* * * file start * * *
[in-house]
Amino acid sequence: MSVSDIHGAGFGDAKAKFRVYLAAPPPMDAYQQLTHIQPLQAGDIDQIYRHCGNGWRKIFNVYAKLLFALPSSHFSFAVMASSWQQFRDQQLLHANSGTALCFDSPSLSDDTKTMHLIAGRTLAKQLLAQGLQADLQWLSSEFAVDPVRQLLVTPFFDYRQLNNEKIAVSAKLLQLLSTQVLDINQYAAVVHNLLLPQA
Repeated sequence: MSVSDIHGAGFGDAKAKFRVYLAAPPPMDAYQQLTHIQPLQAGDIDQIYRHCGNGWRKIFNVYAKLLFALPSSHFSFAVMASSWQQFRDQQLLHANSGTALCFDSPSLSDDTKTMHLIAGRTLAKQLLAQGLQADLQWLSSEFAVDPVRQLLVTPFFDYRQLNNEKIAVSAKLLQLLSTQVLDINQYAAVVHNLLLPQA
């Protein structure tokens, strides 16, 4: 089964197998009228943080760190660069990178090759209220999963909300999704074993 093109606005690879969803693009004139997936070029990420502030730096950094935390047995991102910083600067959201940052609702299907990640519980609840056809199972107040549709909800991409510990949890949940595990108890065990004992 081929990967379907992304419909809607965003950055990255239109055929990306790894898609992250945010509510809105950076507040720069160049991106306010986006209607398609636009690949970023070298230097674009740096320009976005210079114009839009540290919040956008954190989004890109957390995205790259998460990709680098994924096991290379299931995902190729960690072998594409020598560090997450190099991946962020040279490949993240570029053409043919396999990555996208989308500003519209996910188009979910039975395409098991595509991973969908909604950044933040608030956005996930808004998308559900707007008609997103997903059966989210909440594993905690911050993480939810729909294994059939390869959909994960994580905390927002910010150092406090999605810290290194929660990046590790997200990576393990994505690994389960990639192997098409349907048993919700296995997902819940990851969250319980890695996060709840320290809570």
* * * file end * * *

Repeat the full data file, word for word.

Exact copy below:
[in-house]
Amino acid sequence: MSVSDIHGAGFGDAKAKFRVYLAAPPPMDAYQQLTHIQPLQAGDIDQIYRHCGNGWRKIFNVYAKLLFALPSSHFSFAVMASSWQQFRDQQLLHANSGTALCFDSPSLSDDTKTMHLIAGRTLAKQLLAQGLQADLQWLSSEFAVDPVRQLLVTPFFDYRQLNNEKIAVSAKLLQLLSTQVLDINQYAAVVHNLLLPQA
Repeated sequence: MSVSDIHGAGFGDAKAKFRVYLAAPPPMDAYQQLTHIQPLQAGDIDQIYRHCGNGWRKIFNVYAKLLFALPSSHFSFAVMASSWQQFRDQQLLHANSGTALCFDSPSLSDDTKTMHLIAGRTLAKQLLAQGLQADLQWLSSEFAVDPVRQLLVTPFFDYRQLNNEKIAVSAKLLQLLSTQVLDINQYAAVVHNLLLPQA
């Protein structure tokens, strides 16, 4: 089964197998009228943080760190660069990178090759209220999963909300999704074993 093109606005690879969803693009004139997936070029990420502030730096950094935390047995991102910083600067959201940052609702299907990640519980609840056809199972107040549709909800991409510990949890949940595990108890065990004992 081929990967379907992304419909809607965003950055990255239109055929990306790894898609992250945010509510809105950076507040720069160049991106306010986006209607398609636009690949970023070298230097674009740096320009976005210079114009839009540290919040956008954190989004890109957390995205790259998460990709680098994924096991290379299931995902190729960690072998594409020598560090997450190099991946962020040279490949993240570029053409043919396999990555996208989308500003519209996910188009979910039975395409098991595509991973969908909604950044933040608030956005996930808004998308559900707007008609997103997903059966989210909440594993905690911050993480939810729909294994059939390869959909994960994580905390927002910010150092406090999605810290290194929660990046590790997200990576393990994505690994389960990639192997098409349907048993919700296995997902819940990851969250319980890695996060709840320290809570």